Several distributions provide packages for FRR. Check your distribution’s repositories to find out if a suitable version is available.
FRR depends on various libraries depending on your operating system.
After installing these dependencies, change to the frr source directory and issue the following commands:
$ ./bootstrap.sh $ ./configure $ make $ make install
Configure the Software¶
The Configure Script¶
FRR has an excellent configure script which automatically detects most host configurations. There are several additional configure options to customize the build to include or exclude specific features and dependencies.
Do not build zebra daemon.
Do not build ripd.
Do not build ripngd.
Do not build ospfd.
Do not build ospf6d.
Do not build bgpd.
Make bgpd which does not make bgp announcements at all. This feature is good for using bgpd as a BGP announcement listener.
Enable system defaults to work as if in a Data Center. See defaults.h for what is changed by this configure option.
Enable SNMP support. By default, SNMP support is disabled.
Disable support for OSPF-API, an API to interface directly with ospfd. OSPF-API is enabled if –enable-opaque-lsa is set.
Disable building of the example OSPF-API client.
Disable support for OSPF Router Information (RFC4970 & RFC5088) this requires support for Opaque LSAs and Traffic Engineering.
Do not build isisd.
Enable IS-IS topology generator.
Enable Traffic Engineering Extension for ISIS (RFC5305)
Enable the support of Linux Realms. Convert tag values from 1-255 into a realm value when inserting into the Linux kernel. Then routing policy can be assigned to the realm. See the tc man page.
Disable support IPV6 router advertisement in zebra.
-rdynamicoption to the linker driver. This is in most cases necessary for getting usable backtraces. This option defaults to on if the compiler is detected as gcc, but giving an explicit enable/disable is suggested.
Controls backtrace support for the crash handlers. This is autodetected by default. Using the switch will enforce the requested behaviour, failing with an error if support is requested but not available. On BSD systems, this needs libexecinfo, while on glibc support for this is part of libc itself.
Turn on some options for compiling FRR within a development environment in mind. Specifically turn on -g3 -O0 for compiling options and add inclusion of grammar sandbox.
Turn on some compile options to allow you to run fuzzing tools against the system. This flag is intended as a developer only tool and should not be used for normal operations.
Build without SNMP support.
Build without VTYSH.
Build with FPM module support.
Alpine Linux does not allow non-numeric characters in the version string. With this option, we provide a way to strip out these characters for APK dev package builds.
Compile FRR with up to X way ECMP supported. This number can be from 0-999. For backwards compatability with older configure options when setting X = 0, we will build FRR with 64 way ECMP. This is needed because there are hardcoded arrays that FRR builds towards, so we need to know how big to make these arrays at build time.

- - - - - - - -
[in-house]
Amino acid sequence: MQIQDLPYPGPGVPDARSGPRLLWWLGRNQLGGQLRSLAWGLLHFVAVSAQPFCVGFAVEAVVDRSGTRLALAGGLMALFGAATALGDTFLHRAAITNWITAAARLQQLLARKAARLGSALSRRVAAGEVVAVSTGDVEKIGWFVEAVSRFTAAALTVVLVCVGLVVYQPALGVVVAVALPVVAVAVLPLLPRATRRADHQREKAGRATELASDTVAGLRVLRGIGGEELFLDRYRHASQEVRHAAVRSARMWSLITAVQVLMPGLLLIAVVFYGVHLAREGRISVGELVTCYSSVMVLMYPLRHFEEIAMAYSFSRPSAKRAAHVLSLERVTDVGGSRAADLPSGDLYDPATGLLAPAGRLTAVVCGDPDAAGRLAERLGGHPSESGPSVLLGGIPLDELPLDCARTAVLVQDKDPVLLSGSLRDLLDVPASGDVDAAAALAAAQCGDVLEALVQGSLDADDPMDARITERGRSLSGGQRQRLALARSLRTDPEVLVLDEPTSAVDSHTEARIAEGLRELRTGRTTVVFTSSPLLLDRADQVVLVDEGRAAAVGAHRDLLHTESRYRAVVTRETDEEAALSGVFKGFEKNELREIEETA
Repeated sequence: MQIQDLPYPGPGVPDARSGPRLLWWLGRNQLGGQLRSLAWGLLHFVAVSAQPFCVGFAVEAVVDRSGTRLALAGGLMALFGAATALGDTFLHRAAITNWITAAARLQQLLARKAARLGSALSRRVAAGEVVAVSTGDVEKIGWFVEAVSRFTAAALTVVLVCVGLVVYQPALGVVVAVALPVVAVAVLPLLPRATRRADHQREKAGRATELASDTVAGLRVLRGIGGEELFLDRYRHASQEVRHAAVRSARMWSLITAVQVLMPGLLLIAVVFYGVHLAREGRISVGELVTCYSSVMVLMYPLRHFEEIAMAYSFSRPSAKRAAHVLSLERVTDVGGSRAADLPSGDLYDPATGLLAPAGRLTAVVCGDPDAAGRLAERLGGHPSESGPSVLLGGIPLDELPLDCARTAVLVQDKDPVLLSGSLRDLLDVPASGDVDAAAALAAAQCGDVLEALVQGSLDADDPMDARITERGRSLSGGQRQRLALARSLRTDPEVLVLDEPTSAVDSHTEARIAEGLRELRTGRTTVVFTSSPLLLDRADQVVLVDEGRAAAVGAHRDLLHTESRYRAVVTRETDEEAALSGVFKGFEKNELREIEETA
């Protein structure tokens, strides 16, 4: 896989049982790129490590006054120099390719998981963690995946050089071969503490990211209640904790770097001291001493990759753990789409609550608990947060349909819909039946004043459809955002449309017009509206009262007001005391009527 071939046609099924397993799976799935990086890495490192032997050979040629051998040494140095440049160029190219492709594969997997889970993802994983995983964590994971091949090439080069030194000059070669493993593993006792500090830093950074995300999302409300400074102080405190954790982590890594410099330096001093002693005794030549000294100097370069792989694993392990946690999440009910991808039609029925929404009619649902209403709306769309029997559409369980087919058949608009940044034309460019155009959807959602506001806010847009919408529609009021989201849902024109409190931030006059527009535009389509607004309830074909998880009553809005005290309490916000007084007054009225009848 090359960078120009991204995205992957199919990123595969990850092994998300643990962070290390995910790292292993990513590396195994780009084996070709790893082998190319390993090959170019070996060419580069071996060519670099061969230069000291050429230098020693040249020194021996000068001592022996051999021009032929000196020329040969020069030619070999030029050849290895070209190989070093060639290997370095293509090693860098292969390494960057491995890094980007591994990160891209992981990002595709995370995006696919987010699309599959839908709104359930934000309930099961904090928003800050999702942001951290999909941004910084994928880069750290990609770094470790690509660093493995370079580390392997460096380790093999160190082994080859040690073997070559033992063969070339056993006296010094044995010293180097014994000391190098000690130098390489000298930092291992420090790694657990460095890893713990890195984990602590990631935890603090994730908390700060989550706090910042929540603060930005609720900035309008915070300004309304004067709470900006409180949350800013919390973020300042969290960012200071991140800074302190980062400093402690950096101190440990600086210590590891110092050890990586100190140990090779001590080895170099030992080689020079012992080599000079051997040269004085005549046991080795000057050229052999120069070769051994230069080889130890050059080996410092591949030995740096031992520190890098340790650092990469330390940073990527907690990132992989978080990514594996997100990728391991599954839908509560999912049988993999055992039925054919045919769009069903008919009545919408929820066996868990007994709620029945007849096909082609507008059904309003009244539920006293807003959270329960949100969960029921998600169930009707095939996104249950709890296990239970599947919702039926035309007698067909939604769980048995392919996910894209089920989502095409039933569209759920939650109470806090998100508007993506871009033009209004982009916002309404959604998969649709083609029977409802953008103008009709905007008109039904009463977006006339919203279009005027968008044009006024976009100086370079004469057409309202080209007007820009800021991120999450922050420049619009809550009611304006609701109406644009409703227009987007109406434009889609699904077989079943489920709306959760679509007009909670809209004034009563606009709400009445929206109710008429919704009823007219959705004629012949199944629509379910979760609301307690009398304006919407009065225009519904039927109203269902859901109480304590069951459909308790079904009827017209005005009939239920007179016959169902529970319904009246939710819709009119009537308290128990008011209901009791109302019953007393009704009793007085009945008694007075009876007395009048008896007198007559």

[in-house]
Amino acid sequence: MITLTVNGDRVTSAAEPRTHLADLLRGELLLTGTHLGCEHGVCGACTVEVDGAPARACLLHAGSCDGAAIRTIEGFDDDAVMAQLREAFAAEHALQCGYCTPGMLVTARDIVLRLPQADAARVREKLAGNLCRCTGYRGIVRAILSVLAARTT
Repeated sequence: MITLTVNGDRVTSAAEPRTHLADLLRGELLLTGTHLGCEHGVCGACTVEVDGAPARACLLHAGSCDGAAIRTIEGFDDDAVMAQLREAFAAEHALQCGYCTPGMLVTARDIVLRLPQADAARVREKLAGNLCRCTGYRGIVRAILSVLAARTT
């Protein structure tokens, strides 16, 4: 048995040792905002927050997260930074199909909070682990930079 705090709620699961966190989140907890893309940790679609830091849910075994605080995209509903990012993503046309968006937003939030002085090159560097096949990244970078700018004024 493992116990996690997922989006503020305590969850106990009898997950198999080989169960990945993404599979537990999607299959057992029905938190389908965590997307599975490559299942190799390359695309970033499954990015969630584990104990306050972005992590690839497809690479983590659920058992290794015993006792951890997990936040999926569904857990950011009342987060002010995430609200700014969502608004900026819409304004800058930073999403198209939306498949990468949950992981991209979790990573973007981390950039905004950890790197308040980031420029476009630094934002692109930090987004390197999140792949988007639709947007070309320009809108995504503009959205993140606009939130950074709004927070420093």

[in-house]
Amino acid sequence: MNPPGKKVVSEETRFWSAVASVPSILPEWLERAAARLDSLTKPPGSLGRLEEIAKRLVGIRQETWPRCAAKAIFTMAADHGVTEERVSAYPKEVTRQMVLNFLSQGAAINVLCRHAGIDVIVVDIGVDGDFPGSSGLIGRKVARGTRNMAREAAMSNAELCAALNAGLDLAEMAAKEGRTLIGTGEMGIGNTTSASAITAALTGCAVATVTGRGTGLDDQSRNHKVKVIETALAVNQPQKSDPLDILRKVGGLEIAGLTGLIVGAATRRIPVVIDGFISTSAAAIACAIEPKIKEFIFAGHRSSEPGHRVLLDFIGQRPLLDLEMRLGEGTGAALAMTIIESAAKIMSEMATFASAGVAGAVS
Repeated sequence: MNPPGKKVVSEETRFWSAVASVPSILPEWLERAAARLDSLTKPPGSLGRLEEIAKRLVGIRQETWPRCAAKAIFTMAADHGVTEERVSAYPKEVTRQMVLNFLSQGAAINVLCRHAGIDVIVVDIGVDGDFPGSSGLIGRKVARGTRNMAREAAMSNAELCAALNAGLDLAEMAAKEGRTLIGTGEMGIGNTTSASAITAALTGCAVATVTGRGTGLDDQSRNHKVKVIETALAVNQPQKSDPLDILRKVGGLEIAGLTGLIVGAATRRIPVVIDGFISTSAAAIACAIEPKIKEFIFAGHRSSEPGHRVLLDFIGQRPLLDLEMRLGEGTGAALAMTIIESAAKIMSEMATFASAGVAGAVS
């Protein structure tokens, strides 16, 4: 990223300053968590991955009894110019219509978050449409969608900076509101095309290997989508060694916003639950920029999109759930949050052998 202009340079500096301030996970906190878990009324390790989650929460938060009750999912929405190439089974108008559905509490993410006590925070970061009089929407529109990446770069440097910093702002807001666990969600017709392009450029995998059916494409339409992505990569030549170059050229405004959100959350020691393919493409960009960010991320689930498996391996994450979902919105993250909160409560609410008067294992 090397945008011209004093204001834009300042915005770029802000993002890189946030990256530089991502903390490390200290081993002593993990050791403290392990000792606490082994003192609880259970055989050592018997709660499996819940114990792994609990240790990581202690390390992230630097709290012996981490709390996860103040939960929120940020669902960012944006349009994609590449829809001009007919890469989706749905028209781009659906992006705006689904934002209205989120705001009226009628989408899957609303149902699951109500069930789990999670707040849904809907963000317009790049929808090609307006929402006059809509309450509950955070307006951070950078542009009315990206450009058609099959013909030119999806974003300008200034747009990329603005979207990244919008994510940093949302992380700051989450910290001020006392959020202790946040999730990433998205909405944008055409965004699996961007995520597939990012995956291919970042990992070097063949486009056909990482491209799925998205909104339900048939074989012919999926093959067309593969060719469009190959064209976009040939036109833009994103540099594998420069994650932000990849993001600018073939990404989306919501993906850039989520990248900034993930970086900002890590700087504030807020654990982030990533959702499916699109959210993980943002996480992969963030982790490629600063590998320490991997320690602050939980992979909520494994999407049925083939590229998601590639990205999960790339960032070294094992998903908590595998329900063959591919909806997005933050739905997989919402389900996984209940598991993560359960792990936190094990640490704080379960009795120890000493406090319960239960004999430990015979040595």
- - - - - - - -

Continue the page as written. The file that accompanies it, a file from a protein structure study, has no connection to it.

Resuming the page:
You may specify any combination of the above options to the configure
script. By default, the executables are placed in
and the configuration files in
installation prefix and other directories may be changed using the following
options to the configuration script.
Install architecture-independent files in prefix [/usr/local].
Look for configuration files in dir [prefix/etc]. Note that sample configuration files will be installed here.
Configure zebra to use dir for local state files, such as pid files and unix sockets.
Additionally, you may configure zebra to drop its elevated privileges shortly after startup and switch to another user. The configure script will automatically try to configure this support. There are three configure options to control the behaviour of FRR daemons.
Switch to user user shortly after startup, and run as user `user in normal operation.
Switch real and effective group to group shortly after startup.
Create Unix Vty sockets (for use with vtysh) with group ownership set to group. This allows one to create a separate group which is restricted to accessing only the vty sockets, hence allowing one to delegate this group to individual users, or to run vtysh setgid to this group.
The default user and group which will be configured is ‘frr’ if no user or
group is specified. Note that this user or group requires write access to the
local state directory (see
--localstatedir) and requires at least
read access, and write access if you wish to allow daemons to write out their
configuration, to the configuration directory (see
On systems which have the ‘libcap’ capabilities manipulation library (currently only Linux), FRR will retain only minimal capabilities required and will only raise these capabilities for brief periods. On systems without libcap, FRR will run as the user specified and only raise its UID to 0 for brief periods.
There are several options available only to GNU/Linux systems . If you use GNU/Linux, make sure that the current kernel configuration is what you want. FRR will run with any kernel configuration but some recommendations do exist.
- CONFIG_NETLINK Kernel/User Netlink socket. This is a brand new feature which enables an advanced interface between the Linux kernel and zebra (Kernel Interface).